Top 10 Tips for Non-Graphic Designers
In times of financial difficulty, one of the first departments to have its budget cut is Marketing. The job of putting together advert designs or brochures can fall to a Marketing Manager or Assistant with little or no knowledge of what it takes to put a solid layout together. They might be armed with Adobe Creative Suite, but often it’s a case of ‘all the gear and no idea!’
Similarly, small businesses often have someone juggling marketing, sales and who knows what else because it’s preferential to hiring a dedicated resource.
Let’s assume you’re in that position, but your boss has granted you some budget to get your design work outsourced. It can be tricky when putting a project together to understand what your graphic designer really needs from you. But you can actually plan a lot in advance, which will save you both time and money as a result, keeping that boss of yours happy.
So here’s our top 10 musts for non-graphic designers:
- First up when you’re thinking about sending images over, make sure they’re high res and bear in mind the print bleed. You will lose around 3mm of image after printing and trimming, so if there are bits that you really want to see, make sure they are not going to be too close to the edges.
- Research the type style (fonts) you would like to use in advance. Do you want a serif or sans serif style? Bold or handwritten? Establish what kind of tone you want to set for your work and pick a typeface that reflects it.
- Think about sizing. Plan out how big you want your type and images to be – get the idea across at the start and it keeps it all nice and easy.
- Colour is very important, so remember to provide specific Pantone references if you have certain colours in mind. Then, you can be assured it will be right. If you’re not sure with this, your graphic designer will be able to help you.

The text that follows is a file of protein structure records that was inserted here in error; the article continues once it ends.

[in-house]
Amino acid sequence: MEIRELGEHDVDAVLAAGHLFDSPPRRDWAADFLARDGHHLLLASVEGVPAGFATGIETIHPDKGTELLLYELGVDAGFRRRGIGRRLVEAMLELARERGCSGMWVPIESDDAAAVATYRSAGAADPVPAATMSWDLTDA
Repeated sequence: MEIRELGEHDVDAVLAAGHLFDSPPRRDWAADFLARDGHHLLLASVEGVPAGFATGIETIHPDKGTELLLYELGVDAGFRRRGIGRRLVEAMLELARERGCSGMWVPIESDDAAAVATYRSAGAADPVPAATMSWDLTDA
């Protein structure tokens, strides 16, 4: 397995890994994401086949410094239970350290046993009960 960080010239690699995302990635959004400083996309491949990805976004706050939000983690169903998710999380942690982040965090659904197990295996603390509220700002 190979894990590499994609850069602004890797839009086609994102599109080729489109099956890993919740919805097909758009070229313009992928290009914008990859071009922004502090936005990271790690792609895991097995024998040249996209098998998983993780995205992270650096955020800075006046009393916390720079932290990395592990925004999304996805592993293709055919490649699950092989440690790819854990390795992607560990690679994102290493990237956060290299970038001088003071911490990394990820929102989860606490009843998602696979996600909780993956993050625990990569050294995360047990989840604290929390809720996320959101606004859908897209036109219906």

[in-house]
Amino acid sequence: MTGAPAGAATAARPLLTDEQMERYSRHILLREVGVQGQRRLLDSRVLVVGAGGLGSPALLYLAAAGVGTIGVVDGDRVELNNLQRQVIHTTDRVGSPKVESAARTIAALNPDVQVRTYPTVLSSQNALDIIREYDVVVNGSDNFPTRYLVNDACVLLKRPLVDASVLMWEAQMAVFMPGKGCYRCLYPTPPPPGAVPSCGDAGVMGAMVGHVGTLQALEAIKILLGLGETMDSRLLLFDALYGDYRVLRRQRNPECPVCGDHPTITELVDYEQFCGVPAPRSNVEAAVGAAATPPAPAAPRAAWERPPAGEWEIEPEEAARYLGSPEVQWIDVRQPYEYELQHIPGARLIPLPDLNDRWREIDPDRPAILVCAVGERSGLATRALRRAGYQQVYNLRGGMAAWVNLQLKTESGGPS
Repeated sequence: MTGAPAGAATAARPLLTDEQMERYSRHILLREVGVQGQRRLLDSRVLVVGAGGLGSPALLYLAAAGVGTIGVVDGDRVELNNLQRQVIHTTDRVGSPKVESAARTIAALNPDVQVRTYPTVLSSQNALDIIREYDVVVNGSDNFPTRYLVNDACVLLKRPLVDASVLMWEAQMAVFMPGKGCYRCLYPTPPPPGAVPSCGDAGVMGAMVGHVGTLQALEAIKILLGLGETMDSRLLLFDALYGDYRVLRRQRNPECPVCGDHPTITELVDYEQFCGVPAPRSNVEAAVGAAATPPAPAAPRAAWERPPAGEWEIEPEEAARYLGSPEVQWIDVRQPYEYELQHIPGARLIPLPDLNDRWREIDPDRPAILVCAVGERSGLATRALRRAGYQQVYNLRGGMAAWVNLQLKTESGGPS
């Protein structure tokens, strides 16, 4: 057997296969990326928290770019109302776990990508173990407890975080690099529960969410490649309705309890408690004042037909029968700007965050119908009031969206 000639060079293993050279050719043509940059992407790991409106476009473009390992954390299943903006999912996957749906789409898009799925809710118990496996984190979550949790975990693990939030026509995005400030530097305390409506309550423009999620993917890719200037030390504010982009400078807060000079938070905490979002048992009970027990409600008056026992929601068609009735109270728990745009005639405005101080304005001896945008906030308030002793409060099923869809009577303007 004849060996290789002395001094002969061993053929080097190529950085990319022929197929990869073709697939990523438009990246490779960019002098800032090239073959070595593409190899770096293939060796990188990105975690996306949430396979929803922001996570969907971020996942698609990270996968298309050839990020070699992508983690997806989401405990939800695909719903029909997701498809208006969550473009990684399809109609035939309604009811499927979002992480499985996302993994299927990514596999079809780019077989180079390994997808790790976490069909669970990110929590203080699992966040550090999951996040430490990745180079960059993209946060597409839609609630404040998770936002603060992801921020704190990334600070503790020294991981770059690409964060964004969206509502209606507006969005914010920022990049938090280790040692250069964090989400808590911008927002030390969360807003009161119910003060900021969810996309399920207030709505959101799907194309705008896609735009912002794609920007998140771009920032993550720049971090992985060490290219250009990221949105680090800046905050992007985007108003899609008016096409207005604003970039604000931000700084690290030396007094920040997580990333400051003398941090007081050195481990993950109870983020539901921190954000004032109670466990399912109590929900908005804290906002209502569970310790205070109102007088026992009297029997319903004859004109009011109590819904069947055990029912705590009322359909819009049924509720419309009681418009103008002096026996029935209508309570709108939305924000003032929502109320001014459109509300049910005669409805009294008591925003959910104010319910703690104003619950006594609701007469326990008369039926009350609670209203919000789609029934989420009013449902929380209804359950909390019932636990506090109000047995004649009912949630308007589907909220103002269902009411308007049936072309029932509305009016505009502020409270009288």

- Get super specific – if you want your brochure to be folded in a certain way just spell it out. Designers like specifics, and so do printers.
- Save your work as a PDF. This is the best form for designers to work with. Adobe InDesign has various presets to help you export your work to PDF.
- Think about what style of paper you would like your finished project to go on. There are varying finishes including matte & gloss. Which would you prefer?
- Time is of the essence so plan your project from your deadline backwards and add days for contingency.
- The most important tip of them all: PROOFREAD your copy, read it repeatedly and get your colleagues to do the same. You don’t want mistakes and neither does your designer.
- If you have to make any changes let people know as soon as possible, and remember – once you’ve signed off a proof, if your work comes back and there’s an error you missed while proofreading, that’s your fault – not the printer’s!
Doing the above will ensure a faster turnaround, a happy relationship between designer and client, less time/money wastage and a better quality of work.